Tuesday 13 March 2007

Council urged not build biofuel plants in urban areas

CORK County Council planning officials have been urged not to force biofuel industries to locate in urban areas or ports.
Councillor Alan Coleman (FF), who is a member of an EU renewable energy forum, criticised council planners for advising potential ‘green’ industrialists to locate in such areas, depriving rural communities with much-needed employment.
He said he had become aware of an industrialist who had been told by council officials not to locate further west than Bandon. In addition, he said that a company, which had recently had its plans for a plant near Kildorrery turned down by Bord Pleanála, had been told to look towards the port for another venture.
“We’re always hearing that the IDA is moving away from rural areas. Biofuel plants are agricultural-based, so they should be in rural areas. We should be encouraging people to base in rural areas,” Mr Coleman said.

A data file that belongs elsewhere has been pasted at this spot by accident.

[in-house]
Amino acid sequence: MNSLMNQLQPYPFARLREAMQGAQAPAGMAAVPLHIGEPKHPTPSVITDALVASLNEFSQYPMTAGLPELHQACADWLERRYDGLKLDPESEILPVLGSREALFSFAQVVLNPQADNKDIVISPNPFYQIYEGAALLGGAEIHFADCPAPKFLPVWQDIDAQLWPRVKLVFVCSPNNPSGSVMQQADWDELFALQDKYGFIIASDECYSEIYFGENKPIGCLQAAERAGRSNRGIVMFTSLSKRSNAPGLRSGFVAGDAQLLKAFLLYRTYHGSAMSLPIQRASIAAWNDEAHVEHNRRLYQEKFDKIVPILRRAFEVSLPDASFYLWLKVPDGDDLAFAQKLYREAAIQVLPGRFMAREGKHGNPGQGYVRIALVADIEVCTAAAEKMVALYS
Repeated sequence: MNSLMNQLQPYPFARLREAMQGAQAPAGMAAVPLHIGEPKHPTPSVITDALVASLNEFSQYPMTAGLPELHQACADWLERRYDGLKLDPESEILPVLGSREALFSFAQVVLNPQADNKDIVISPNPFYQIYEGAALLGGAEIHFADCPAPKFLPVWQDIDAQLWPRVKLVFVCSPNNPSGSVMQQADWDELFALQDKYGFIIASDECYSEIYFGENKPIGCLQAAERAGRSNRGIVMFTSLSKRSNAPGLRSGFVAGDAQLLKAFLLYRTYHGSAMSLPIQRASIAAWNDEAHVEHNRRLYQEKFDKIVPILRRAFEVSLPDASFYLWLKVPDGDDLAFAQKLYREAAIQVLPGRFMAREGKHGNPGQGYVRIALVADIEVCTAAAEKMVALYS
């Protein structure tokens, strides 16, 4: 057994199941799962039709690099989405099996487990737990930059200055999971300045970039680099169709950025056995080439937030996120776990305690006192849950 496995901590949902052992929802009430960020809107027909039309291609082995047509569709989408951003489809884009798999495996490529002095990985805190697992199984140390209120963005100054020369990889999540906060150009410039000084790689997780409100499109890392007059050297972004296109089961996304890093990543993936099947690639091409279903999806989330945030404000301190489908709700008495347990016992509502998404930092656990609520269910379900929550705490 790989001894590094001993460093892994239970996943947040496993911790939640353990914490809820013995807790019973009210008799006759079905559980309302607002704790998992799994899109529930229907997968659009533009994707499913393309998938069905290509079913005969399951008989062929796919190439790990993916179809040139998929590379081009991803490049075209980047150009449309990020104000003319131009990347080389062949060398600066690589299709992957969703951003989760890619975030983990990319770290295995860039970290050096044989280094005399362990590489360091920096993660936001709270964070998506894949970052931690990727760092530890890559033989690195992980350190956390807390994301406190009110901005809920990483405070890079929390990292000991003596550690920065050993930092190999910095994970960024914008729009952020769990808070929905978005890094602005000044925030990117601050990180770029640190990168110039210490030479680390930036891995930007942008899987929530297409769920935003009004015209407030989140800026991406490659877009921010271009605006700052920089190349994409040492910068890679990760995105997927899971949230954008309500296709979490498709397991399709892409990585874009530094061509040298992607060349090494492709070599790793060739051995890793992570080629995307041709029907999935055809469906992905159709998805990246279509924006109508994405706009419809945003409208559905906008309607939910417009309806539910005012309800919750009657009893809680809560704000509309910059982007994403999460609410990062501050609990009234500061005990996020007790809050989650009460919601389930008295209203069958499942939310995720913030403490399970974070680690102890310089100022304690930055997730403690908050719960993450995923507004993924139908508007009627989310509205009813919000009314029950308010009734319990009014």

Councillor Tom Sheahan (FG) said that biofuel plants in the US, especially those manufacturing ethanol, were located in rural communities and US companies had expressed interest in setting up similar plants here, again in rural areas. With the advent of global warming he said it was imperative that biofuel production was speeded up.
“These plants should be located close to where the product is grown. I’d be extremely worried if such plants end up in port areas. We should carry out a review of the existing County Development Plan and identify strategic areas of interest, like we did with windfarms. We should do a survey on where crops are and where they could be grown,” FG’s councillor Pat Buckley said.
Councillor Kevin O’Keeffe (FF) agreed, citing that the days of multinational companies locating in West and North Cork were long gone. He pointed out that Bord Plean├íla refused permission for the Kildorrery plant, saying that such facilities should be located near a port — and this was not the way to go.
“If we move all these biofuel plants into Cork port we will strip the county again. It will add traffic to the city, beet lorries would congest the whole place,” Councillor Tomas Ryan (FG) said.
County manager Martin Riordan said he would look at the whole situation and bring a discussion paper forward to council’s planning policy committee.
Sean O’Riordan
© Cork Examiner

No comments: